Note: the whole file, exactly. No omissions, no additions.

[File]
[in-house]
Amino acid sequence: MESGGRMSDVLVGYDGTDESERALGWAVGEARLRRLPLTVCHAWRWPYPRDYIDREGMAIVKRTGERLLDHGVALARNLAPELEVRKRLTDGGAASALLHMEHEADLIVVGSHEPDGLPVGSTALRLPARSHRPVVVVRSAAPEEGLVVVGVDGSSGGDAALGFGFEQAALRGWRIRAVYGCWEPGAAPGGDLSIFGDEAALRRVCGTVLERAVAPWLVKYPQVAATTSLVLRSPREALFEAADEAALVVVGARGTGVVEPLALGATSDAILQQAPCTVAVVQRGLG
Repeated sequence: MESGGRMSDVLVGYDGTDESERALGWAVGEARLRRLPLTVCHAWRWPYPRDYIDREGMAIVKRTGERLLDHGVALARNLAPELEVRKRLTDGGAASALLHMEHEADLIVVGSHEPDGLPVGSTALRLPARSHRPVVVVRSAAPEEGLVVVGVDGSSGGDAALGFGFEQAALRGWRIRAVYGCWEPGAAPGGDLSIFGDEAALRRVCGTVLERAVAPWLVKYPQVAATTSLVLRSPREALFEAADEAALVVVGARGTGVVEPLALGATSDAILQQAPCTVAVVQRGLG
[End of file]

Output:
[in-house]
Amino acid sequence: MESGGRMSDVLVGYDGTDESERALGWAVGEARLRRLPLTVCHAWRWPYPRDYIDREGMAIVKRTGERLLDHGVALARNLAPELEVRKRLTDGGAASALLHMEHEADLIVVGSHEPDGLPVGSTALRLPARSHRPVVVVRSAAPEEGLVVVGVDGSSGGDAALGFGFEQAALRGWRIRAVYGCWEPGAAPGGDLSIFGDEAALRRVCGTVLERAVAPWLVKYPQVAATTSLVLRSPREALFEAADEAALVVVGARGTGVVEPLALGATSDAILQQAPCTVAVVQRGLG
Repeated sequence: MESGGRMSDVLVGYDGTDESERALGWAVGEARLRRLPLTVCHAWRWPYPRDYIDREGMAIVKRTGERLLDHGVALARNLAPELEVRKRLTDGGAASALLHMEHEADLIVVGSHEPDGLPVGSTALRLPARSHRPVVVVRSAAPEEGLVVVGVDGSSGGDAALGFGFEQAALRGWRIRAVYGCWEPGAAPGGDLSIFGDEAALRRVCGTVLERAVAPWLVKYPQVAATTSLVLRSPREALFEAADEAALVVVGARGTGVVEPLALGATSDAILQQAPCTVAVVQRGLG